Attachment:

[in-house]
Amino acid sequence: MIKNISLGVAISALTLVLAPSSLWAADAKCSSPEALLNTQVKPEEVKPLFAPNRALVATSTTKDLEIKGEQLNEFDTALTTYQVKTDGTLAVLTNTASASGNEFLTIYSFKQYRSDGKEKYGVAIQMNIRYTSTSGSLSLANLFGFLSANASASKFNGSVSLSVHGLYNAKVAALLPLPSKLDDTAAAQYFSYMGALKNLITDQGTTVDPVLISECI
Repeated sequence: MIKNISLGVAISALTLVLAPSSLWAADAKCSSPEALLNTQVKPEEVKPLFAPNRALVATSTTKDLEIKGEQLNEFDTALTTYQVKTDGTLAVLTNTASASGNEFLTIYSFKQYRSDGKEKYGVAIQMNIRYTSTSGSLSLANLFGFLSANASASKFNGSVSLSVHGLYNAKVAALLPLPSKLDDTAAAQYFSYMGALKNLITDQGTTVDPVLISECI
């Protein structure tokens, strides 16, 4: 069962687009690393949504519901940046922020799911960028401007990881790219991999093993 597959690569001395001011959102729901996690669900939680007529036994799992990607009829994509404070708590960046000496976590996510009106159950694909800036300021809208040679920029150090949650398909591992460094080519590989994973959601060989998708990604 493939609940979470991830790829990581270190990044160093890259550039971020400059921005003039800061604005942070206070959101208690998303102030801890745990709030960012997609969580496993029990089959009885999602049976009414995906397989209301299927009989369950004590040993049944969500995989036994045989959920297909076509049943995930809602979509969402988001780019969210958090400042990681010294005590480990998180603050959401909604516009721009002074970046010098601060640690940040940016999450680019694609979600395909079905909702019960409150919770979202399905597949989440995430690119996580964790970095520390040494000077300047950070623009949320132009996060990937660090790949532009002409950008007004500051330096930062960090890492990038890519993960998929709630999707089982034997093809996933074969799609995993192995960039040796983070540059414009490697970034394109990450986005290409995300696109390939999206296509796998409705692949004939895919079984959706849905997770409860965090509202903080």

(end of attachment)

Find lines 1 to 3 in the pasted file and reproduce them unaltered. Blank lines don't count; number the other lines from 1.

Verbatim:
[in-house]
Amino acid sequence: MIKNISLGVAISALTLVLAPSSLWAADAKCSSPEALLNTQVKPEEVKPLFAPNRALVATSTTKDLEIKGEQLNEFDTALTTYQVKTDGTLAVLTNTASASGNEFLTIYSFKQYRSDGKEKYGVAIQMNIRYTSTSGSLSLANLFGFLSANASASKFNGSVSLSVHGLYNAKVAALLPLPSKLDDTAAAQYFSYMGALKNLITDQGTTVDPVLISECI
Repeated sequence: MIKNISLGVAISALTLVLAPSSLWAADAKCSSPEALLNTQVKPEEVKPLFAPNRALVATSTTKDLEIKGEQLNEFDTALTTYQVKTDGTLAVLTNTASASGNEFLTIYSFKQYRSDGKEKYGVAIQMNIRYTSTSGSLSLANLFGFLSANASASKFNGSVSLSVHGLYNAKVAALLPLPSKLDDTAAAQYFSYMGALKNLITDQGTTVDPVLISECI